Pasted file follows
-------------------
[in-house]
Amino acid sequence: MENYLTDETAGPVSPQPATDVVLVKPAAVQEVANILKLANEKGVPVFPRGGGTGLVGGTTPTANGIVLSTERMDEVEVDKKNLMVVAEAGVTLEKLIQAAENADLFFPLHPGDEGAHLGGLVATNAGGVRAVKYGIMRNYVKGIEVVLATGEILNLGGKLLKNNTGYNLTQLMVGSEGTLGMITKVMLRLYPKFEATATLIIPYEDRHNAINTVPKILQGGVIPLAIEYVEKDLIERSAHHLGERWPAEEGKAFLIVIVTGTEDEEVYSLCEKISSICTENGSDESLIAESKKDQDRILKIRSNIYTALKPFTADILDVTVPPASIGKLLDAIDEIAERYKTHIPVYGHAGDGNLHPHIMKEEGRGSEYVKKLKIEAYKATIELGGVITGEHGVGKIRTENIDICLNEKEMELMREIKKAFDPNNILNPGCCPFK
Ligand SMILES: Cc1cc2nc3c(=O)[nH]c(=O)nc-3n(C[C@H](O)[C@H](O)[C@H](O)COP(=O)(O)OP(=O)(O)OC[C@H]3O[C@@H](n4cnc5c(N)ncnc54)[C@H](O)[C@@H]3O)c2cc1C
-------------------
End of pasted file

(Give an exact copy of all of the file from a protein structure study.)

[in-house]
Amino acid sequence: MENYLTDETAGPVSPQPATDVVLVKPAAVQEVANILKLANEKGVPVFPRGGGTGLVGGTTPTANGIVLSTERMDEVEVDKKNLMVVAEAGVTLEKLIQAAENADLFFPLHPGDEGAHLGGLVATNAGGVRAVKYGIMRNYVKGIEVVLATGEILNLGGKLLKNNTGYNLTQLMVGSEGTLGMITKVMLRLYPKFEATATLIIPYEDRHNAINTVPKILQGGVIPLAIEYVEKDLIERSAHHLGERWPAEEGKAFLIVIVTGTEDEEVYSLCEKISSICTENGSDESLIAESKKDQDRILKIRSNIYTALKPFTADILDVTVPPASIGKLLDAIDEIAERYKTHIPVYGHAGDGNLHPHIMKEEGRGSEYVKKLKIEAYKATIELGGVITGEHGVGKIRTENIDICLNEKEMELMREIKKAFDPNNILNPGCCPFK
Ligand SMILES: Cc1cc2nc3c(=O)[nH]c(=O)nc-3n(C[C@H](O)[C@H](O)[C@H](O)COP(=O)(O)OP(=O)(O)OC[C@H]3O[C@@H](n4cnc5c(N)ncnc54)[C@H](O)[C@@H]3O)c2cc1C